From the linked article:

We’re announcing three new members to our Board of Directors as a first step towards our commitment to expansion: Dr. Sue Desmond-Hellmann, former CEO of the Bill and Melinda Gates Foundation, Nicole Seligman, former EVP and General Counsel at Sony Corporation and Fidji Simo, CEO and Chair of Instacart. Additionally, Sam Altman, CEO, will rejoin the OpenAI Board of Directors. 


Dr. Sue Desmond-Hellmann is a non-profit leader and physician. Dr. Desmond-Hellmann currently serves on the Boards of Pfizer and the President’s Council of Advisors on Science and Technology. She previously was a Director at Proctor and Gamble, Meta (Facebook), and the Bill & Melinda Gates Medical Research institute. She served as the Chief Executive Officer of the Bill & Melinda Gates Foundation from 2014 to 2020. From 2009-2014 she was Professor and Chancellor of the University of California, San Francisco (UCSF), the first woman to hold the position. She also previously served as President of Product Development at Genentech, where she played a leadership role in the development of the first gene-targeted cancer drugs. 


Nicole Seligman is a globally recognized corporate and civic leader and lawyer. She currently serves on three public company corporate boards - Paramount Global, MeiraGTx Holdings PLC, and Intuitive Machines, Inc. Seligman held several senior leadership positions at Sony entities, including EVP and General Counsel at Sony Corporation, where she oversaw functions including global legal and compliance matters. She also served as President of Sony Entertainment, Inc., and simultaneously served as President of Sony Corporation of America. Seligman also currently holds nonprofit leadership roles at the Schwarzman Animal Medical Center and The Doe Fund in New York City. Previously, Seligman was a partner in the litigation practice at Williams & Connolly LLP in Washington, D.C., working on complex civil and criminal matters and counseling a wide range of clients, including President William Jefferson Clinton and Hillary Clinton. She served as a law clerk to Justice Thurgood Marshall on the Supreme Court of the United States.


Fidji Simo is a consumer technology industry veteran, having spent more than 15 years leading the operations, strategy and product development for some of the world’s leading businesses. She is the Chief Executive Officer and Chair of Instacart. She also serves as a member of the Board of Directors at Shopify. Prior to joining Instacart, Simo was Vice President and Head of the Facebook App. Over the last decade at Facebook, she oversaw the Facebook App, including News Feed, Stories, Groups, Video, Marketplace, Gaming, News, Dating, Ads and more. Simo founded the Metrodora Institute, a multidisciplinary medical clinic and research foundation dedicated to the care and cure of neuroimmune axis disorders and serves as President of the Metrodora Foundation.

It looks like none of them have a significant EA connection, although Sue Desmond-Hellmann has said some positive things about effective altruism at least.




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  • None of these seem to have the relevant AI governance expertise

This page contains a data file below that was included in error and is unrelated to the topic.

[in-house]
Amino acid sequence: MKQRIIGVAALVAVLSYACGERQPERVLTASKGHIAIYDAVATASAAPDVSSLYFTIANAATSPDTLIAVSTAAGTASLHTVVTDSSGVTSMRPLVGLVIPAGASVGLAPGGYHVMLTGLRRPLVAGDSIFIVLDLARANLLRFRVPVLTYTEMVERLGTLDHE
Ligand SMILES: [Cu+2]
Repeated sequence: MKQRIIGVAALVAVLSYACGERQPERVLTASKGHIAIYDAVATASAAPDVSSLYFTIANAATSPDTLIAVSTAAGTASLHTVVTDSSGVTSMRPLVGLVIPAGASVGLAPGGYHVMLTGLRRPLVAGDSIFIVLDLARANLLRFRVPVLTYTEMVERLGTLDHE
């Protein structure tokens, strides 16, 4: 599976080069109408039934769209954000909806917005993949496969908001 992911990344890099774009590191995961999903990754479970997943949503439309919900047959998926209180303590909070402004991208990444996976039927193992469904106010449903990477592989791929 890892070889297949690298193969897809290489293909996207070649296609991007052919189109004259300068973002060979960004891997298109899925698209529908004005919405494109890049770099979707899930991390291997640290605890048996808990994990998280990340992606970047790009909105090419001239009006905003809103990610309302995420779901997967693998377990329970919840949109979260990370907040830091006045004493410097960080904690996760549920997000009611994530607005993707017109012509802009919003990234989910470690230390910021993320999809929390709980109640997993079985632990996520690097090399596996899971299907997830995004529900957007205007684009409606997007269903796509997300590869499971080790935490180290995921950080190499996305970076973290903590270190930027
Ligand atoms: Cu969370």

• Some nonprofit expertise
  • Mostly corporate expertise
  • I wonder what's happening with the OpenPhil board seat

I wonder what's happening with the OpenPhil board seat

I'm pretty sure that's gone now. I.e. that the initial $30m for a board seat arrangement wasn't actually legally binding wrt future members of the board, it was just maintained by who the current members would allow. So now there are no EA aligned board members there is no pressure or obligation to add any.

I could be wrong about this but I'm reasonably confident

My understanding is that since Holden left there’s not been any formal “Open Phil board seat”

Just in case someone interested in this has not done so yet, I think Zvi‘s post about it was worth reading.

Also worth reading:

WilmerHale found the prior Board implemented its decision on an abridged timeframe, without advance notice to key stakeholders, and without a full inquiry or an opportunity for Mr. Altman to address the prior Board’s concerns. WilmerHale found that the prior Board acted within its broad discretion to terminate Mr. Altman, but also found that his conduct did not mandate removal.

Sam Altman seems to have won the battle and gained a very strong grip on OpenAI, but his reputation has taken a large hit.

Anyone with thoughts on what went wrong with EA's involvement in OpenAI? It's probably too late to apply any lessons to OpenAI itself, but maybe not too late elsewhere (e.g., Anthropic)?

At the risk of sounding, it's really not clear to me that anything "went wrong" - from my outside perspective, it's not like there was a clear mess-up on the part of EA's anywhere here, just a difficult situation managed to the best of people's abilities.

That doesn't mean that it's not worth pondering whether there's any aspect that had been handled badly, or more broadly what one can take away from this situation (although we should beware to over-update on single notable events). But, not knowing the counterfactuals, and absent a clear picture of what things "going right" would have looked like, it's not evident that this should be chalked up as a failing on the part of EA.

The thing that stands out to me as clearly seeming to go wrong is the lack of communication from the board during the whole debacle. Given that the final best guess at the reasoning for their decision seems like something could have explained[1], it does seem like an own goal that they didn't try to do so at the time.

They were getting clear pressure from the OpenAI employees to do this for instance, this was one of the main complaints in the employee letter, and from talking to a couple of OAI employees I'm fairly convinced that this was sincere (i.e. they were just as in the dark as everyone else, and this was at least one of their main frustrations).